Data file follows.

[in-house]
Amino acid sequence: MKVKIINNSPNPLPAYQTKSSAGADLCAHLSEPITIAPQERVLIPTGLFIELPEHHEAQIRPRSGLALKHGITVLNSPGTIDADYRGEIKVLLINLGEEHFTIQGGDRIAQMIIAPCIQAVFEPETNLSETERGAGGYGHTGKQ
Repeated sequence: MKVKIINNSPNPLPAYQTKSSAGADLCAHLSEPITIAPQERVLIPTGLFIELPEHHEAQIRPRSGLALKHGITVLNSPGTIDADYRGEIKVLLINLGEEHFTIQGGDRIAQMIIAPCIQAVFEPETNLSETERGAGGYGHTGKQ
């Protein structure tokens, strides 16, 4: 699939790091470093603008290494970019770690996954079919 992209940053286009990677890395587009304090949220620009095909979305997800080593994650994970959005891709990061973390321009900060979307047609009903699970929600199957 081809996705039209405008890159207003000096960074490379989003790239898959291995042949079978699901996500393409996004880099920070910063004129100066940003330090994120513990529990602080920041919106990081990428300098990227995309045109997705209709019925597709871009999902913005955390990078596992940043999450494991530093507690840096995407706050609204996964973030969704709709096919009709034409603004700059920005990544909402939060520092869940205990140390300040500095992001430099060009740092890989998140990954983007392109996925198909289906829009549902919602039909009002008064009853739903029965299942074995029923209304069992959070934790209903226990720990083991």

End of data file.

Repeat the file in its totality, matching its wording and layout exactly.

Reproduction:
[in-house]
Amino acid sequence: MKVKIINNSPNPLPAYQTKSSAGADLCAHLSEPITIAPQERVLIPTGLFIELPEHHEAQIRPRSGLALKHGITVLNSPGTIDADYRGEIKVLLINLGEEHFTIQGGDRIAQMIIAPCIQAVFEPETNLSETERGAGGYGHTGKQ
Repeated sequence: MKVKIINNSPNPLPAYQTKSSAGADLCAHLSEPITIAPQERVLIPTGLFIELPEHHEAQIRPRSGLALKHGITVLNSPGTIDADYRGEIKVLLINLGEEHFTIQGGDRIAQMIIAPCIQAVFEPETNLSETERGAGGYGHTGKQ
């Protein structure tokens, strides 16, 4: 699939790091470093603008290494970019770690996954079919 992209940053286009990677890395587009304090949220620009095909979305997800080593994650994970959005891709990061973390321009900060979307047609009903699970929600199957 081809996705039209405008890159207003000096960074490379989003790239898959291995042949079978699901996500393409996004880099920070910063004129100066940003330090994120513990529990602080920041919106990081990428300098990227995309045109997705209709019925597709871009999902913005955390990078596992940043999450494991530093507690840096995407706050609204996964973030969704709709096919009709034409603004700059920005990544909402939060520092869940205990140390300040500095992001430099060009740092890989998140990954983007392109996925198909289906829009549902919602039909009002008064009853739903029965299942074995029923209304069992959070934790209903226990720990083991």